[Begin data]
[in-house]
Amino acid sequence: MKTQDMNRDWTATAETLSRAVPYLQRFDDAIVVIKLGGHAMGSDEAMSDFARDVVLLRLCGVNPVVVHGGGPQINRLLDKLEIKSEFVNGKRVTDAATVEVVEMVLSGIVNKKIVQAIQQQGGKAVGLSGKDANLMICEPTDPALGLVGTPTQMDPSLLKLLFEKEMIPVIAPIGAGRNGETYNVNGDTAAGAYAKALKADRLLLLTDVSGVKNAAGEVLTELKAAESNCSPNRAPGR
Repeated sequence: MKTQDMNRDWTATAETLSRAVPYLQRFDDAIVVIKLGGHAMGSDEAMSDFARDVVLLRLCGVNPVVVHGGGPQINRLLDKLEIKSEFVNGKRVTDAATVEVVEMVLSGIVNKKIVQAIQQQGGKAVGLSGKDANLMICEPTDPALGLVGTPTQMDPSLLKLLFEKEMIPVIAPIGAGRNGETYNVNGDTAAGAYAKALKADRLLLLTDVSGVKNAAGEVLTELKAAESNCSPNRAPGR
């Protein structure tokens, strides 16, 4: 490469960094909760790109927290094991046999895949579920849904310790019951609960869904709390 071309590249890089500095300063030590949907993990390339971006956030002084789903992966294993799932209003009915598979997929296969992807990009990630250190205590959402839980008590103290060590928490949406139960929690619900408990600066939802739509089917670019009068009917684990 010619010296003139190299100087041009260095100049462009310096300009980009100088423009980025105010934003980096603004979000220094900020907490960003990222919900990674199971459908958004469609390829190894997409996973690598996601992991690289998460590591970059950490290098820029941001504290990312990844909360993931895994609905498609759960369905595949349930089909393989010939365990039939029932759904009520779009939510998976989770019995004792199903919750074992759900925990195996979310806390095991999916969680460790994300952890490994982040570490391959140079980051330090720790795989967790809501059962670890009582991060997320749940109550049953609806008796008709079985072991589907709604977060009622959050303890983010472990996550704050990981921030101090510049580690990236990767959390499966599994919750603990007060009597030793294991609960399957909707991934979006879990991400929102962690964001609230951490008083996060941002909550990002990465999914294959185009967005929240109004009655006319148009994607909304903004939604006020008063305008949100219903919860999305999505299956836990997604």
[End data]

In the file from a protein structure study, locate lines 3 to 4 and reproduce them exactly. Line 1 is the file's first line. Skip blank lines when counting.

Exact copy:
Repeated sequence: MKTQDMNRDWTATAETLSRAVPYLQRFDDAIVVIKLGGHAMGSDEAMSDFARDVVLLRLCGVNPVVVHGGGPQINRLLDKLEIKSEFVNGKRVTDAATVEVVEMVLSGIVNKKIVQAIQQQGGKAVGLSGKDANLMICEPTDPALGLVGTPTQMDPSLLKLLFEKEMIPVIAPIGAGRNGETYNVNGDTAAGAYAKALKADRLLLLTDVSGVKNAAGEVLTELKAAESNCSPNRAPGR
């Protein structure tokens, strides 16, 4: 490469960094909760790109927290094991046999895949579920849904310790019951609960869904709390 071309590249890089500095300063030590949907993990390339971006956030002084789903992966294993799932209003009915598979997929296969992807990009990630250190205590959402839980008590103290060590928490949406139960929690619900408990600066939802739509089917670019009068009917684990 010619010296003139190299100087041009260095100049462009310096300009980009100088423009980025105010934003980096603004979000220094900020907490960003990222919900990674199971459908958004469609390829190894997409996973690598996601992991690289998460590591970059950490290098820029941001504290990312990844909360993931895994609905498609759960369905595949349930089909393989010939365990039939029932759904009520779009939510998976989770019995004792199903919750074992759900925990195996979310806390095991999916969680460790994300952890490994982040570490391959140079980051330090720790795989967790809501059962670890009582991060997320749940109550049953609806008796008709079985072991589907709604977060009622959050303890983010472990996550704050990981921030101090510049580690990236990767959390499966599994919750603990007060009597030793294991609960399957909707991934979006879990991400929102962690964001609230951490008083996060941002909550990002990465999914294959185009967005929240109004009655006319148009994607909304903004939604006020008063305008949100219903919860999305999505299956836990997604």